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marthawells

Martha Wells

My Flying Lizard Circus


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marthawells

Monday Links

My goal this week is to finish and revise Emilie and the Sky World, plus I have jury duty, and a bunch of other stuff to do.

If you were gone last week and missed it: All the parts of The Death of the Necromancer are now online at Black Gate Magazine, this month is my twentieth anniversary as a published writer, and IvieMoon did a gorgeous portrait of Kade Carrion from The Element of Fire on DeviantArt.

links:

* Jim Hines: How to Report Sexual Harassment, by Elise Matthesen

* NewStatesman: I Was a Manic Pixie Dream Girl

* Washington Post: How Venus Williams got equal pay for women at Wimbledon

* LadyBits: The Straight, White Dudes’ Guide to Discussing Diversity

* Finn's Wake: Policing Our Own in the Geek Nation

* Lifehacker: How Clutter Affects Your Brain (and What You Can Do About It)

* Tor.com: Jo Walton: Eight Books From the Last Decade that Made Me Excited About Fantasy
I'm not on this list, but one of the commenters (no. 24, scifibard) mentioned the Raksura books, and I'm going to quote that here because I'm already having that kind of week and this made me happy:
But the Raksura trilogy was far more breathtakingly original. She paints a vibrant world teeming with life and variety beyond what any other fantasy author I can think of has brought. It it is utterly itself in a way that shows up how very derrivitive so much of the fantasy genre has become. It is by far the best narrative about non-humans I have ever read (and yes, there are a number of good ones out there) and achingly poingant at times. Working with a different species (well, several, but the focus is on the Raksura), she is able, among other things, to subvert gender expectations though not with anything so straightforward as a reversal. She also gets to play with the tensions between instinct and reason and emotion in wonderfully defamiliarized ways.

* Tor.com: Leah Schnelbach: 8 Lessons MST3K Taught Me About Writing, Life, and Everything


Book rec:

* Thieves' Quarry by D. B. Jackson "A former sailor with a troubled past, Ethan is a thieftaker, using conjuring skills to hunt down those who steal from the good citizens of Boston. And while chasing down miscreants in 1768 makes his life a perilous one, the simmering political tensions between loyalists like himself and rabble-rousing revolutionaries like Samuel Adams and others of his ilk are perhaps even more dangerous to his health."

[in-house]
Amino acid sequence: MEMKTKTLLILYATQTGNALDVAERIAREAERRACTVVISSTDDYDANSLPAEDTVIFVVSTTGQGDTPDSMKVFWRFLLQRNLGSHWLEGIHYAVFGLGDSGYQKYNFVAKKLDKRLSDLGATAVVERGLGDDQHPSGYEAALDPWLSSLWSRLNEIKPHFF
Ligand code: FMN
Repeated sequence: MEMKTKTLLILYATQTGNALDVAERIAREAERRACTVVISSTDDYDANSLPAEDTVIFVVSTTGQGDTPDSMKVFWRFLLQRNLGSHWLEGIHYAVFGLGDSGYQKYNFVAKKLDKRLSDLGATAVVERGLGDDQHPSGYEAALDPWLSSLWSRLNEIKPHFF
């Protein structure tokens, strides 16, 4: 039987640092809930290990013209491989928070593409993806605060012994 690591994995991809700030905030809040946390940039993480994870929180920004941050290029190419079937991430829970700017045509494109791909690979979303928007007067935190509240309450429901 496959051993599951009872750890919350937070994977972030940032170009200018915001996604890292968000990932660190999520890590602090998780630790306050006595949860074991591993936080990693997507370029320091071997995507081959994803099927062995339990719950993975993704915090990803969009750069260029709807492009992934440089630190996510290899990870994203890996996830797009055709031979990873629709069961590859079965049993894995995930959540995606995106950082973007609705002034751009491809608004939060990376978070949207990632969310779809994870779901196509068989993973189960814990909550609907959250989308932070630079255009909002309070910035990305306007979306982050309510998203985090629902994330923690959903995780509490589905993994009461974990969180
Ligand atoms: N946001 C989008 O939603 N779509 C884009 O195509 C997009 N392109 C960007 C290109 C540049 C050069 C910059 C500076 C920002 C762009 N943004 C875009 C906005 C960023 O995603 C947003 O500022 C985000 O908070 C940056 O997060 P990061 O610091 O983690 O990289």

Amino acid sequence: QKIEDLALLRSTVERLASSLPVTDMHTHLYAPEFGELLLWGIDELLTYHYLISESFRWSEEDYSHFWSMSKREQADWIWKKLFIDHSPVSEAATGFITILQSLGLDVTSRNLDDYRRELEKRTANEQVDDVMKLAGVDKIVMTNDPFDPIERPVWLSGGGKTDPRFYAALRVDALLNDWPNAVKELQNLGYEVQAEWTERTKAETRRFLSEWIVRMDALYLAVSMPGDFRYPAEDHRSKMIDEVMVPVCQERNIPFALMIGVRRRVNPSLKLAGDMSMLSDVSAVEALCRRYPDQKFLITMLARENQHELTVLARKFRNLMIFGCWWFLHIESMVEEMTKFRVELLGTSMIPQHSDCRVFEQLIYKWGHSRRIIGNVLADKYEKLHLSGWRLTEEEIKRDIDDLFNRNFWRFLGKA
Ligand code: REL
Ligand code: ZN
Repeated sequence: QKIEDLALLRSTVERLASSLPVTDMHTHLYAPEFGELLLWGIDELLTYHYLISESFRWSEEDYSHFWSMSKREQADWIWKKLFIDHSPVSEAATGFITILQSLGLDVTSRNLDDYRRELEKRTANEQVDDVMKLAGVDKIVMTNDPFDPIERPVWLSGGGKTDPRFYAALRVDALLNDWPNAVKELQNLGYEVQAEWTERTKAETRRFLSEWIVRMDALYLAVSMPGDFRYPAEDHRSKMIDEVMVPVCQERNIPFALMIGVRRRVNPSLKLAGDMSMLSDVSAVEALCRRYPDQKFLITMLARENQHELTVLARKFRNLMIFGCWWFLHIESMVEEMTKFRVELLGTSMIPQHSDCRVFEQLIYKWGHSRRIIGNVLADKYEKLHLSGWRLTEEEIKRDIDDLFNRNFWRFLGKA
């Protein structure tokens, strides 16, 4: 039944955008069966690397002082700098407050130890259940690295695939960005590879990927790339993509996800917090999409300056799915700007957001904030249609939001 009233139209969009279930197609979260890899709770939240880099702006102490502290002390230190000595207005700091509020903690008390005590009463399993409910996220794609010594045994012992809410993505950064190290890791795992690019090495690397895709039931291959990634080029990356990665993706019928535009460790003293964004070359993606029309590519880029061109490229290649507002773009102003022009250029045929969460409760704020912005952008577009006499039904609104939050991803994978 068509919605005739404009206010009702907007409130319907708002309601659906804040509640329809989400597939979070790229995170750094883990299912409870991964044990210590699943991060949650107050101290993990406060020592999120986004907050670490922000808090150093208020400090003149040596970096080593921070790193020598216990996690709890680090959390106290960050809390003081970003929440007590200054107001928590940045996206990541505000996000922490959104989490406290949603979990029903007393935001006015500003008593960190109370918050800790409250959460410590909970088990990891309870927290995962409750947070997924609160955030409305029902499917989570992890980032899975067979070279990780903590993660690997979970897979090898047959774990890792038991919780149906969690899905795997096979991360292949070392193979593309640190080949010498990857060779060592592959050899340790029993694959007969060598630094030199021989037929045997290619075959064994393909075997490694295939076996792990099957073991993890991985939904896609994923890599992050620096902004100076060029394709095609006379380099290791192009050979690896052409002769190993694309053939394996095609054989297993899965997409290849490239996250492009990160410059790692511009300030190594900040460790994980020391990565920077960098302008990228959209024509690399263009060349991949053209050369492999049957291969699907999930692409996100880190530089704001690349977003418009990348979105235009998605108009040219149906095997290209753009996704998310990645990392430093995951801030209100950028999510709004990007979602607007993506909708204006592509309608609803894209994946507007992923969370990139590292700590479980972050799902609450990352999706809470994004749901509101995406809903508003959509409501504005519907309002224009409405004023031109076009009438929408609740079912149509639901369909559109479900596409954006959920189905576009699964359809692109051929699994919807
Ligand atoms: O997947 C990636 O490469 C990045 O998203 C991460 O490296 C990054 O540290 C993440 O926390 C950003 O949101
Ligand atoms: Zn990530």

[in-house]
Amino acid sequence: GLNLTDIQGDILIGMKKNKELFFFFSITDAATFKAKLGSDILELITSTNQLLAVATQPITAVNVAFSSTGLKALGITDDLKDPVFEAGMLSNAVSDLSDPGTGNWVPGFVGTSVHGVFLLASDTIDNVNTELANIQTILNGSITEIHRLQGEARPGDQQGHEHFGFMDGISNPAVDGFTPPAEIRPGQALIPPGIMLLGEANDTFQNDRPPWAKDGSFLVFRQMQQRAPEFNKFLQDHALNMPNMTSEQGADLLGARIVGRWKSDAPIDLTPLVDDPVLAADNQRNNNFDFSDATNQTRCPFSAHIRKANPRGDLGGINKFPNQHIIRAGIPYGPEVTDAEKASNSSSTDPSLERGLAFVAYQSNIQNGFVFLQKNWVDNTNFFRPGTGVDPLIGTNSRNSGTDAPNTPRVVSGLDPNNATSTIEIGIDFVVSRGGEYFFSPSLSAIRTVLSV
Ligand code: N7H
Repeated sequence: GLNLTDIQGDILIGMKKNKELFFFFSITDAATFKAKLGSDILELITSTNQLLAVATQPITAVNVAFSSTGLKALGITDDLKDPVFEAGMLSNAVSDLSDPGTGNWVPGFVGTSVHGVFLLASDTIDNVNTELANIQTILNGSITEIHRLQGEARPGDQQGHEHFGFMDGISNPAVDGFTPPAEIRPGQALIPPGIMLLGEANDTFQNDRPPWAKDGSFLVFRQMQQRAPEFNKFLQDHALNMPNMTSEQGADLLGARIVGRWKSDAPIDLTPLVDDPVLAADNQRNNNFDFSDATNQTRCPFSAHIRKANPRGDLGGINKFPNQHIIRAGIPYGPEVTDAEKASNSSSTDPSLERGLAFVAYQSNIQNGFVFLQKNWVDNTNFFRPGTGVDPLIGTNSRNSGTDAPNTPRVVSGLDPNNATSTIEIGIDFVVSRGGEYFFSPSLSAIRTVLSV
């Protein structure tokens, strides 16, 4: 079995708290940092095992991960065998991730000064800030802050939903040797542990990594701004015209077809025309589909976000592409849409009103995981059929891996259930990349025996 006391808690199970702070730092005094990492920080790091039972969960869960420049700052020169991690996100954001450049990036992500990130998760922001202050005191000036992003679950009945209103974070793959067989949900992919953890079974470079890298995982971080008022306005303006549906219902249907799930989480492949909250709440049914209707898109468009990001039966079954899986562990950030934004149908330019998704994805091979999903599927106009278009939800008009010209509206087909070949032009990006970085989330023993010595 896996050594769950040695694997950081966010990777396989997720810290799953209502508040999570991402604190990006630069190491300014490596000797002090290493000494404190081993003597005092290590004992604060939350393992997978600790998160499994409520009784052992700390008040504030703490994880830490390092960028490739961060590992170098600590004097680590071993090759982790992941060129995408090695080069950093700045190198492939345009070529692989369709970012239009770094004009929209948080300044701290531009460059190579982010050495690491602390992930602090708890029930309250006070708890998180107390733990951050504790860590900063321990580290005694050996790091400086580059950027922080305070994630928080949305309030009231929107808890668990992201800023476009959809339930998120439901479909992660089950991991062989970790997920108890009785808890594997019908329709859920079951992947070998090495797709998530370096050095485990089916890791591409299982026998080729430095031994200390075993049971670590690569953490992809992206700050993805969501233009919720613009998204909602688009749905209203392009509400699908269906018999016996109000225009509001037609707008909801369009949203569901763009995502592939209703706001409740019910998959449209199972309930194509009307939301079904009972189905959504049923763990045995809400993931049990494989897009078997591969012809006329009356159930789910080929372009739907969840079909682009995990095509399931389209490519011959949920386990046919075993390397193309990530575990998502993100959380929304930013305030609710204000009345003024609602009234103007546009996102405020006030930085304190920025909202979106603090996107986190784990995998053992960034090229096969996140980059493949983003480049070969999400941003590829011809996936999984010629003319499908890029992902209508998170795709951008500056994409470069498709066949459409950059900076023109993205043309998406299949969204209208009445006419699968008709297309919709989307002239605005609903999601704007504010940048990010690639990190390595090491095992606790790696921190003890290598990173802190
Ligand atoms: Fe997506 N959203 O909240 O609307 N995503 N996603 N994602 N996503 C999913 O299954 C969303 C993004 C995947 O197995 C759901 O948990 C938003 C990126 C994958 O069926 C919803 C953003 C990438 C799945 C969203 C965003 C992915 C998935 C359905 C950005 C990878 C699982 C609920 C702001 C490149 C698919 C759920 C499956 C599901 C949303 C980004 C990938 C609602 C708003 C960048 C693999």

deftly blends history and fiction in a tangle of alliances (including loyalist Ethan teaming with a Royal Navy surgeon sympathetic to the rebels) amid Ethan’s moral conflicts over the uses of magic and drawing friends into the dangers of questionable work. Publishers Weekly
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Sorry about the jury duty. Ugh. I'm not a big fan of that , myself...

Yeah, and it's even traffic court, which is always so boring.

I don't think I have said it yet, but Happy Anniversary!

I also wanted to say how much I appreciate your book reviews and links over here - I usually find at least one thing (and usually more) to pass around after poking through them. So thanks! I hope jury duty is over quickly and is minimally tedious.

Thank you! And yay, I'm glad they're helpful!

thank you for that pointer to the article about the documentary about venus williams' fight to get equal pay for women at wimbledon--i'm going to seek that out!

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